In the last twenty years, we have witnessed numerous advancements to technology. Televisions have gotten bigger and clearer. Cellphones have gotten smaller and faster. And the internet is available just about everywhere.
In many ways, the advances are beneficial. We are able to communicate faster and easier with just about everyone. However, many people throughout Washington are willing to go to great lengths to avoid conversations with their ex-spouses after divorce.
You may feel as though the conversation is awkward. Perhaps you just want to get to the point and don't want to waste time with small talk. To avoid those uncomfortable situations, many people communicate primarily through texts and emails. Although they can be fast and efficient, they can also cause unnecessarily problems.
When we communicate, we internalize messages using three main components - the actual words, body language and tone of voice. When we text or email, two-thirds of those communications are lost.
Moreover, because people are constantly trying to keep text messages shorter, it's easy to send unclear messages. When we are reading messages from other people, we often put our own voice into their words, and we may completely misunderstand the tone they are trying to send.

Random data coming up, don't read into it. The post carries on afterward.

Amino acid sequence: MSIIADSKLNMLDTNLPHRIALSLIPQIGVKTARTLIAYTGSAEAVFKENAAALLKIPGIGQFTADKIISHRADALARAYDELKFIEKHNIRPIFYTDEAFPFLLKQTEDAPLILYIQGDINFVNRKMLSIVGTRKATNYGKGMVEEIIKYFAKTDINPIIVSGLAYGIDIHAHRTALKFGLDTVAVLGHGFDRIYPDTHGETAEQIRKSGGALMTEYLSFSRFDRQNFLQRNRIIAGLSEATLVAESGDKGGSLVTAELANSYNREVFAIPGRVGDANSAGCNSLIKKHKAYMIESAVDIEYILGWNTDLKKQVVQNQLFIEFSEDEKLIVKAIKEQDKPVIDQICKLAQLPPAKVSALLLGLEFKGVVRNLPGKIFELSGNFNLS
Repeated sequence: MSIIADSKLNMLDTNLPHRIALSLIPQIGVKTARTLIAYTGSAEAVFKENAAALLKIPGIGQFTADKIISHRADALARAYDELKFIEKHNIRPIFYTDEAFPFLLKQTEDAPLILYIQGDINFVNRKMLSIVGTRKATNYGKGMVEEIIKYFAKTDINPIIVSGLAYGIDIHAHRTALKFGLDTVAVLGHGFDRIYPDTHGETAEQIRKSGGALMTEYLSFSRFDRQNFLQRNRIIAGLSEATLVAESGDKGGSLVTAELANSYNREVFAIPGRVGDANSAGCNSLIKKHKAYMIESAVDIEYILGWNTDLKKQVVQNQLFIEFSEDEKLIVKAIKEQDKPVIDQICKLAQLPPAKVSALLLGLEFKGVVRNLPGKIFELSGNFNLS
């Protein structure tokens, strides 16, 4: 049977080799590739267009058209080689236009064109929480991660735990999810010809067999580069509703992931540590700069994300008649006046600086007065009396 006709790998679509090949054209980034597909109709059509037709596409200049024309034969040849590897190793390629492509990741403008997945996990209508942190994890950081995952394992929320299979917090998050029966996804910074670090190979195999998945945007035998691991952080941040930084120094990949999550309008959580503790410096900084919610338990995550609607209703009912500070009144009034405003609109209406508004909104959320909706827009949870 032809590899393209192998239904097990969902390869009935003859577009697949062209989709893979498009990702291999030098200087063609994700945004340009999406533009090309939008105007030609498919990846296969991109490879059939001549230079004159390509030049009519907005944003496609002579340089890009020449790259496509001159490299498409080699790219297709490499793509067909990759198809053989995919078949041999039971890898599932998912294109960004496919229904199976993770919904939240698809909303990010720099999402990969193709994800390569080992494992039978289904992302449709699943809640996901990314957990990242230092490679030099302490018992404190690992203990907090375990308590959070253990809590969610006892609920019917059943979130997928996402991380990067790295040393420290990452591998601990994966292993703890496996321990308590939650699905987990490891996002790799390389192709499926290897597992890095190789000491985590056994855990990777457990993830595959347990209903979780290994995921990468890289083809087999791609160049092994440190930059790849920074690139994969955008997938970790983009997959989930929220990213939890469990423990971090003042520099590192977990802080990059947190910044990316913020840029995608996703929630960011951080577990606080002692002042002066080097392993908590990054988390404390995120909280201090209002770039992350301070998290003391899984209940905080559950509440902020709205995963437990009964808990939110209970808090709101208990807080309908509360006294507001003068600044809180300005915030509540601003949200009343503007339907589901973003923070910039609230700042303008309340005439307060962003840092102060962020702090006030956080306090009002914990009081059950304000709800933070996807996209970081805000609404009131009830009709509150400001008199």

That certainly doesn't mean you should stop sending your ex text messages or emails. However, there are a few basic principles to keep in mind. If you are sending more than two or three messages, pick up the phone and have a conversation. It may be uncomfortable, but your communication will likely be much more efficient.
In addition, never assume that your ex is the only person who will see your text message. If he or she is driving, the phone may be passed to your child to be read out loud. Anything negative will reflect poorly on both of you and needlessly put your child in the middle of your fight.
Source: Huffington Post, "Ex-Texting," Judy Corcoran and Julie A. Ross, M.A., Sept. 2, 2011